If the engine doesn't start, it drowns?

Discussion in 'Inboards' started by CaptainAB, May 8, 2010.

  1. powerabout
    Joined: Nov 2007
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    powerabout Senior Member

    Dry exhaust up a stack/funnel brings up another issue in that when you leave them sit for a few months they will quiet often draw air in the inlet and through a cylinder with any valves overlapped and up the chimney so you need to close the inlet and or let the valve gear go.

    A wet exhaust if it has a water lift muffler is sealed from the air so it doesnt happen....
     
  2. murdomack
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    murdomack New Member

    Is it possible to have both inlet and exhaust valves open at the same time? I'm afraid my knowledge does not run to that.
     
  3. CDK
    Joined: Aug 2007
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    CDK retired engineer

    Yes, that's called valve overlap. There is always at least one cylinder with both valves open ( two in a V-8).
     
  4. murdomack
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    murdomack New Member

    Right, I've been on Google so I now have to contradict you,;) . If the overlap is 33 Deg on a 4 cylinder, 4 stroke, then there will be a cylinder with two valves open for only 4X33/720 or 18.33% of the time. There will be a far greater chance of them not being open. Is that right?
     
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  5. CDK
    Joined: Aug 2007
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    CDK retired engineer

    No it's not.

    First, valve overlap depends on engine design, a high revving engine will have more than 70 degrees overlap, performance engines even more.
    Second, the end position of an engine is never random. One cylinder is always at its compression stroke but cannot reach tdc, so the crankshaft turns back. Another cylinder has valve overlap then.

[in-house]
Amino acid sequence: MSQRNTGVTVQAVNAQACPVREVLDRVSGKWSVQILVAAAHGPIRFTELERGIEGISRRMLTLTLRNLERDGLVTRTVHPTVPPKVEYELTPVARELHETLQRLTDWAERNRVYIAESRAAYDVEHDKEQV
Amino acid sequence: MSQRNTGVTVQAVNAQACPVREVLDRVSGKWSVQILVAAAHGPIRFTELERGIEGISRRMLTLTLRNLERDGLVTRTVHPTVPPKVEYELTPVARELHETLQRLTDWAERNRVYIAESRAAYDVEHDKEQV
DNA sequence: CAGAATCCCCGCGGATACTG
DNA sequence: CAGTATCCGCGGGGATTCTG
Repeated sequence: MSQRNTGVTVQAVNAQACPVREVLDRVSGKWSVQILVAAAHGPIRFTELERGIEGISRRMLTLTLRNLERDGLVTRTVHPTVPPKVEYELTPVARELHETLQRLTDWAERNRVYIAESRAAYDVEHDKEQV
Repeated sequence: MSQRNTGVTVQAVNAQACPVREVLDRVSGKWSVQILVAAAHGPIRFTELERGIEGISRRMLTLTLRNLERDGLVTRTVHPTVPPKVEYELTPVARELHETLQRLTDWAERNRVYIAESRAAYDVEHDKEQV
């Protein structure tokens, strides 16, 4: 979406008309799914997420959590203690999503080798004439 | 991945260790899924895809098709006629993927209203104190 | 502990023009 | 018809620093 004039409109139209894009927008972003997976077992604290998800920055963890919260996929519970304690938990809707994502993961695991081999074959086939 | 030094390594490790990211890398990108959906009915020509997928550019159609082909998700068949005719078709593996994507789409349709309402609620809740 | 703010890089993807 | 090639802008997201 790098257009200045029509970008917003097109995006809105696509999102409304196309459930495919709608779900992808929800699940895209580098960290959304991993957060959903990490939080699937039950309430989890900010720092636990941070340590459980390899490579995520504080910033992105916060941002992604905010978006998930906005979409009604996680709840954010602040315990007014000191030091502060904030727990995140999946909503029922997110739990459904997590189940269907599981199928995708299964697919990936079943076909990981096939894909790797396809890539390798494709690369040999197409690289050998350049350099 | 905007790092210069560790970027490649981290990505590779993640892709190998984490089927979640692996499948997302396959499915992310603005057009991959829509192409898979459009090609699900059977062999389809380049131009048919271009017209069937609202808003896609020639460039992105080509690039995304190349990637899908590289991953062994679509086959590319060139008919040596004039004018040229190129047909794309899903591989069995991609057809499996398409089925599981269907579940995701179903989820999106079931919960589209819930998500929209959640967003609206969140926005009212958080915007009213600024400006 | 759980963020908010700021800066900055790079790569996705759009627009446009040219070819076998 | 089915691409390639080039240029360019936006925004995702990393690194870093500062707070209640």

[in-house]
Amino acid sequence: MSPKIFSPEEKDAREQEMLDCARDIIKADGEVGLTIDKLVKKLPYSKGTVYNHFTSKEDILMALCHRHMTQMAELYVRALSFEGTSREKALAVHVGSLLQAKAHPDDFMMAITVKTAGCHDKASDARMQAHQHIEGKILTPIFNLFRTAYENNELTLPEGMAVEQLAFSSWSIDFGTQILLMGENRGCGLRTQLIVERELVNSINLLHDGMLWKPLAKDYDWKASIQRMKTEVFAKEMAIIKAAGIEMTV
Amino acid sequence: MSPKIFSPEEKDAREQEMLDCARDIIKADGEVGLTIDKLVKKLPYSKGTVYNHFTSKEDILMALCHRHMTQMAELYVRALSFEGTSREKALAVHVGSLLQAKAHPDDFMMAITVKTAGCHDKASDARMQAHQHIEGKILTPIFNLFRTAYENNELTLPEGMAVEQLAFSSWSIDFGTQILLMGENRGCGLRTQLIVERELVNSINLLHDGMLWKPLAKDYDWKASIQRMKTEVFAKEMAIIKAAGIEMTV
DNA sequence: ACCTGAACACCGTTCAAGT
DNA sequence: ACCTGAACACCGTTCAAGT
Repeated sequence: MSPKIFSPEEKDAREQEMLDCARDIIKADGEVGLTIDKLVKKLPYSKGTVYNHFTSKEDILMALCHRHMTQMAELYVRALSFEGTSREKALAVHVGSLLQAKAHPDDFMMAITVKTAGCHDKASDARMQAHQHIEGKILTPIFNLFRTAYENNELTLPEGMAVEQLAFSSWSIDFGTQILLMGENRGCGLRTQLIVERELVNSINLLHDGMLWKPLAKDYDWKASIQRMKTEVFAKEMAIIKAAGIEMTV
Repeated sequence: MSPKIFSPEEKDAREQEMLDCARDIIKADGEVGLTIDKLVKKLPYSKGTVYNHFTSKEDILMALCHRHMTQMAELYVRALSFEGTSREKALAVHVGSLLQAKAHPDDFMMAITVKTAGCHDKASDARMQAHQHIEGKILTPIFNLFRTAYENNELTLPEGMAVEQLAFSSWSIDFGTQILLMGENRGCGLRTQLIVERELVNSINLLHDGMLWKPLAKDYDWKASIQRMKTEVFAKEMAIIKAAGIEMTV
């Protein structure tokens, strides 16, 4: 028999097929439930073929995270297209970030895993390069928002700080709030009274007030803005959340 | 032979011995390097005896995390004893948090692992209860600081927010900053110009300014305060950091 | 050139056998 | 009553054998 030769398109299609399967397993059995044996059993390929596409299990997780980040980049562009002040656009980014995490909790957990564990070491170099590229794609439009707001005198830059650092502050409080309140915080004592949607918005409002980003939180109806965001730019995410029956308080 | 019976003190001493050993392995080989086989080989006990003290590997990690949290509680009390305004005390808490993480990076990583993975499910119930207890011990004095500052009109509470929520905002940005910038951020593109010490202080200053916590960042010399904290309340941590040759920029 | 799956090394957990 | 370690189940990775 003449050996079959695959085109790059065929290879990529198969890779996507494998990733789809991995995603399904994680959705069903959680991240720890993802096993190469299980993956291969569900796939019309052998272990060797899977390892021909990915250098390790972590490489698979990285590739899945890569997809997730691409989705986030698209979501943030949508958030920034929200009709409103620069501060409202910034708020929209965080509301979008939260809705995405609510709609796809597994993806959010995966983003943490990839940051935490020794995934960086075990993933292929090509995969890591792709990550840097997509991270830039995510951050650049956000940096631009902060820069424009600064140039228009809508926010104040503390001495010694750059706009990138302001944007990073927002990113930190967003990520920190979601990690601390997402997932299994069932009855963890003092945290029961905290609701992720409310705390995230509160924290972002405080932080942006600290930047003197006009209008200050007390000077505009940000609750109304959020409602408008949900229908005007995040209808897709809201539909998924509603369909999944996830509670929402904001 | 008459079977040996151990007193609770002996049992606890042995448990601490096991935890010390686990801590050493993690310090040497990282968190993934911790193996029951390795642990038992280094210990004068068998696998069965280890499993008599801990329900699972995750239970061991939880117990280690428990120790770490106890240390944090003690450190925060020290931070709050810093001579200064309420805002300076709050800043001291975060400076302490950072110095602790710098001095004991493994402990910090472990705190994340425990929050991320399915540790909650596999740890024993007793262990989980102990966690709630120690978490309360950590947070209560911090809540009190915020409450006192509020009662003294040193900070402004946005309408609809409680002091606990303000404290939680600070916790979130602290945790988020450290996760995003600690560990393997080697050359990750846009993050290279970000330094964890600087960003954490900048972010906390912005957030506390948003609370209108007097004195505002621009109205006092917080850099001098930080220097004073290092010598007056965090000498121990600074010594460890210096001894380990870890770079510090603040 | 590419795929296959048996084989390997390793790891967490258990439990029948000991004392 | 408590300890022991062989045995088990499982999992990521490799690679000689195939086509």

6. murdomack
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    murdomack New Member

    Google does not explain that bit. What you say makes sense when I think about it, Thanks.
     
  7. mark775

    mark775 Guest

    The thing about dry exhaust is, indeed, nonsence.
    A dry exhaust runs hot, and if poorly maintained is a fire hazard. Yacht people are bad at maintenance relative to commercial operators and would have many more fires with dry exhaust.
    The condensation rules CDK pointed out are how it happens. I have put in over 7,000 engine days on wet exhausts. I inflate a childs soccer ball in the pipe if I am leaving for more than a month or two and have never, in I don't care to calculate how many engine hours, had a "ruined engine due to condensation on the valves from wet exhaust." ...nor a problem, at all, that I know. Poor wet exhaust design is what ruins these engines - not wet exhaust, per se. Poor wet exhaust design? - now that is common!
    Dry exhaust is harder to keep quiet.
    Dry exhaust tends to get black specks on everything.
    Dry exhaust allows more flexibility in design of compartments/fish holds. Not wanting to run an exhaust thru a hold is the single biggest reason that boats (of the class you are talking) use dry exhaust.
    Even with the power loss of running an extra pump and the weight gain of the water one is packing, wet exhaust works better for high speed craft because of the large cooling needs, the drag of coolers and the weight of coolers and cooling water. Skin cooling is an alternative conducive to speed if it is designed in.